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MS bucks save Linux vendor Corel – but save it for what?

The devil has all the best bank accounts, and a .NET strategy to support

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Microsoft is to pump $135 million into its (suddenly former) deadly rival Corel. The injection is approximately equivalent to 25 per cent of the cash-strapped Canadian company, and is intended, according to a joint announcement released after the markets closed last night, to provide a foundation for an alliance over Microsoft's .NET strategy. Apart from that, it's all pretty murky.

Following the example of Apple, which buried the hatchet in Navigator a couple of years back, Corel is now a fully bribed-up supporter of .NET, but Microsoft and Corel are both being coy about what this involves, and skate around the issue of which products Corel might .NET-enable. Some analysts suspect a Microsoft cunning plan to keep a rival applications vendor alive as an antitrust figleaf, but as practically every Microsoft announcement for the past year has included a virtual poke in the eye for Judge Jackson, this can be discounted.

Corel, in deep financial doo, can be bought cheap, so maybe that's the sum of it, and Microsoft will figure out what to do with/to the company later.

As part of the deal the two will "settle certain legal issues," but exquisitely, the execs explaining the deal seemed entirely uncertain as to what those legal issues were. Crueler commentators than us might observe that the legal issues tend to become more certain after you ally with Microsoft.

They will "work together to support the development, testing and marketing of new products related to the .NET platform." What products? They're not telling, but Yuval Neeman, VP of Microsoft's Developer Division, mentions Corel's "expertise in online-service delivery, graphics and interface design," so that might be a hint.

Corel interim president and CEO Derek Burney managed to magic up something Corel had in common with the .NET strategy: "Corel has long recognised the potential of the Internet to speed up the delivery of applications and services to our customers worldwide," and then elaborated, finally getting the L-word in: "Our most recent work has focused on strategies to move our applications, including Corel Draw and WordPerfect as well as our Linux distribution - Corel Linux OS, onto the Web. By leveraging Corel's development expertise and popular product line with Microsoft's .NET platform, we believe we have found a great combination to accelerate this process. .NET promises to be a robust platform that we can use to build innovative, easy-to-use and reliable Web applications and services that will benefit our customers."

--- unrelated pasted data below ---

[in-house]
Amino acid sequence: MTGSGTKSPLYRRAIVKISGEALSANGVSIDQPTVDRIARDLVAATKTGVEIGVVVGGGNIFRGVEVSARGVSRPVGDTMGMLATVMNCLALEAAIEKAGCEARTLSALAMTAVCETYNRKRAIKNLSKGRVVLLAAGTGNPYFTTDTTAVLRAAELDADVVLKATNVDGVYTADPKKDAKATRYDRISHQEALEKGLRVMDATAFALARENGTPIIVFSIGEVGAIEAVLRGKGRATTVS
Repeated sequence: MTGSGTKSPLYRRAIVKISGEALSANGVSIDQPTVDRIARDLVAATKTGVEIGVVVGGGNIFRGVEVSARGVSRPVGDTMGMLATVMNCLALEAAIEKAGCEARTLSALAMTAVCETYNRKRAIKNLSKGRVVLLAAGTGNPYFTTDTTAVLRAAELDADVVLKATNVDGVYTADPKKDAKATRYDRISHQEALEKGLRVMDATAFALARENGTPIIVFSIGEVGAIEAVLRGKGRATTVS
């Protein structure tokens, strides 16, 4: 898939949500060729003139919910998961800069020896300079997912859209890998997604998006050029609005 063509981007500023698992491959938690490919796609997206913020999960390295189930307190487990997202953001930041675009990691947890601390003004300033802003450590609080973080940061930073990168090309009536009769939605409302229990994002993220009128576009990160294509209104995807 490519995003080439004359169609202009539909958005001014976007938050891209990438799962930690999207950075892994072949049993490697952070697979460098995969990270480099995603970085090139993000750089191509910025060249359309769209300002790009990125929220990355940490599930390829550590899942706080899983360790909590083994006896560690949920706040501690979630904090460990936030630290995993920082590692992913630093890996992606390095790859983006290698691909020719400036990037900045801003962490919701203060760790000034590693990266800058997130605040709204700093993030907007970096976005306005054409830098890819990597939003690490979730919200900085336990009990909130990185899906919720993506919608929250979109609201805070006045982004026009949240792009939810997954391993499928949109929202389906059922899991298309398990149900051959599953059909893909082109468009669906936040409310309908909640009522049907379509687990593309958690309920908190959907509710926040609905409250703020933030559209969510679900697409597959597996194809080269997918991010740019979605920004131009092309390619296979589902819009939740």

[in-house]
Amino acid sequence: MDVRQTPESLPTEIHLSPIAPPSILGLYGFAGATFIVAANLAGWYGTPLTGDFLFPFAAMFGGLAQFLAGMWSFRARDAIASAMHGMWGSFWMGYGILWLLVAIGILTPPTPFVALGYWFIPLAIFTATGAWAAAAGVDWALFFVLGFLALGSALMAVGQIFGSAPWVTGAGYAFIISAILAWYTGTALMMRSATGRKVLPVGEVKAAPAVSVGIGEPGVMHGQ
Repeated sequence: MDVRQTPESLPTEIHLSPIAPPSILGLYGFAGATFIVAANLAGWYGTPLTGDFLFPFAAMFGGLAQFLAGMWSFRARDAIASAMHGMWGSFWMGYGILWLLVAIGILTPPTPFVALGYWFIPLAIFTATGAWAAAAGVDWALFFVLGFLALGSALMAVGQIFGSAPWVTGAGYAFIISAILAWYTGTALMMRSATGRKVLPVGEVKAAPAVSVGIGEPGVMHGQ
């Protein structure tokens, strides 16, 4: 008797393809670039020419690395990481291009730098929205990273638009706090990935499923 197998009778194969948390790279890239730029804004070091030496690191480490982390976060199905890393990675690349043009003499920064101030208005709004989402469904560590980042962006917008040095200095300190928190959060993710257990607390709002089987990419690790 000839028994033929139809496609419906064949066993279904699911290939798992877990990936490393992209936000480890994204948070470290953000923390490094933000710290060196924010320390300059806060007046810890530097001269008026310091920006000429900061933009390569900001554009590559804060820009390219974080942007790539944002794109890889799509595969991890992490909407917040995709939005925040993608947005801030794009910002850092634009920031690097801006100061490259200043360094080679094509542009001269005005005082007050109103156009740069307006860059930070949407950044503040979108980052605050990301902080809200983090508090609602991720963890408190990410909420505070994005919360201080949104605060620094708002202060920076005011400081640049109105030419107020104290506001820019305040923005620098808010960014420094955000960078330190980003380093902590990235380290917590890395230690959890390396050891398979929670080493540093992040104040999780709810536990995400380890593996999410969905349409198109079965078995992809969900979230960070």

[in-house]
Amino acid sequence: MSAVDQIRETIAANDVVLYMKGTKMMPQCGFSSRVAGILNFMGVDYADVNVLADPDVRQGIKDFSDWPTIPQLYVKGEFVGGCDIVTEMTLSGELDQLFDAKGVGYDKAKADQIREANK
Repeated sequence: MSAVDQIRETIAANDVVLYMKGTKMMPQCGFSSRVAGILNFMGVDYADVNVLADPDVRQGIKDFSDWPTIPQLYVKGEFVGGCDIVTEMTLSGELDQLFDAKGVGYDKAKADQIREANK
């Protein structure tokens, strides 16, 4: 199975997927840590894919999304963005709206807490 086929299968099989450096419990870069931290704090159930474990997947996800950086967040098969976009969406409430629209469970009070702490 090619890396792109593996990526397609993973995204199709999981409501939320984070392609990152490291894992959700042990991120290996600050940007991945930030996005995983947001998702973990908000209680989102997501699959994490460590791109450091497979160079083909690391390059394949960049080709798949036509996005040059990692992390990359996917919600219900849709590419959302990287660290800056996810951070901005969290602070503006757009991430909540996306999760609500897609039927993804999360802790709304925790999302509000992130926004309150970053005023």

A substantial and somewhat turgid passage that will have been severely lawyered before it was allowed out, but even so, you begin to get a message, of sorts. As far as Microsoft is concerned, .NET is a strategy intended to build on open Internet standards in order to string Microsoft products, from low footprint cellular clients up to Win2k server farms, into one big end-to-end services-based system. Microsoft itself has no intention to produce the technology that allows other platforms in on the deal, but partner companies are free, so it says, to do so. And as the system is standards-based, theoretically at least this is feasible, although Redmond licensing deals will always make it more complicated than that.

So Burney is in part grabbing an available lifebelt, and in part grooming itself to fulfil that third party role. How far it can go, and how far Microsoft will let it go, remains murky. From Microsoft's point of view the real action and money from .NET will be at the server and services end, so allowing Corel to .NET-enable its client apps simply means chucking the company a few crumbs. For long-term survival Corel would need to play with servers and services itself, but here the L-word would surely intervene, and again, one must doubt whether Microsoft would let it. ®

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